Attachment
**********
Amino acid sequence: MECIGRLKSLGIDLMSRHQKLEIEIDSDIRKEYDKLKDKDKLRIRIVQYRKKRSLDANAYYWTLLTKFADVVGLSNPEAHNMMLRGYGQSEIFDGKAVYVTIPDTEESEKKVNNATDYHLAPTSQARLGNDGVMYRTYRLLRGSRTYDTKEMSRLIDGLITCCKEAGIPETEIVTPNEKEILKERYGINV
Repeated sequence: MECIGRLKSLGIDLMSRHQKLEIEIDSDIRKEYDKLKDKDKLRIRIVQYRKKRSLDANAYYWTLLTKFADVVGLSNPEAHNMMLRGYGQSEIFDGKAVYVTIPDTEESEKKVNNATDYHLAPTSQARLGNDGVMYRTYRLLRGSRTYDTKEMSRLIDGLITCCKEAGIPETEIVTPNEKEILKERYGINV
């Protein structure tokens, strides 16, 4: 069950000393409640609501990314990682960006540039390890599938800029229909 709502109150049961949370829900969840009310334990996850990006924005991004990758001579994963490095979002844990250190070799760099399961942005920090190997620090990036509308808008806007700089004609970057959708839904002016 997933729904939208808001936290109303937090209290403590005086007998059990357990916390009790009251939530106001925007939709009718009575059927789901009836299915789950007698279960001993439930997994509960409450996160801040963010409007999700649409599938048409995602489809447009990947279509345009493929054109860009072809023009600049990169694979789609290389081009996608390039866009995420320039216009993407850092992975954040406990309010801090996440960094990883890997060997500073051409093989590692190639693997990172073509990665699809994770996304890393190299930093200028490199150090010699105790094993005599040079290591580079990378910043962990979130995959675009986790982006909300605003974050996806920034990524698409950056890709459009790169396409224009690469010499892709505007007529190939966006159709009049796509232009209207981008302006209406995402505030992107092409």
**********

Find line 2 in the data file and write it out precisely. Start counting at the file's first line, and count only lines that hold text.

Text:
Repeated sequence: MECIGRLKSLGIDLMSRHQKLEIEIDSDIRKEYDKLKDKDKLRIRIVQYRKKRSLDANAYYWTLLTKFADVVGLSNPEAHNMMLRGYGQSEIFDGKAVYVTIPDTEESEKKVNNATDYHLAPTSQARLGNDGVMYRTYRLLRGSRTYDTKEMSRLIDGLITCCKEAGIPETEIVTPNEKEILKERYGINV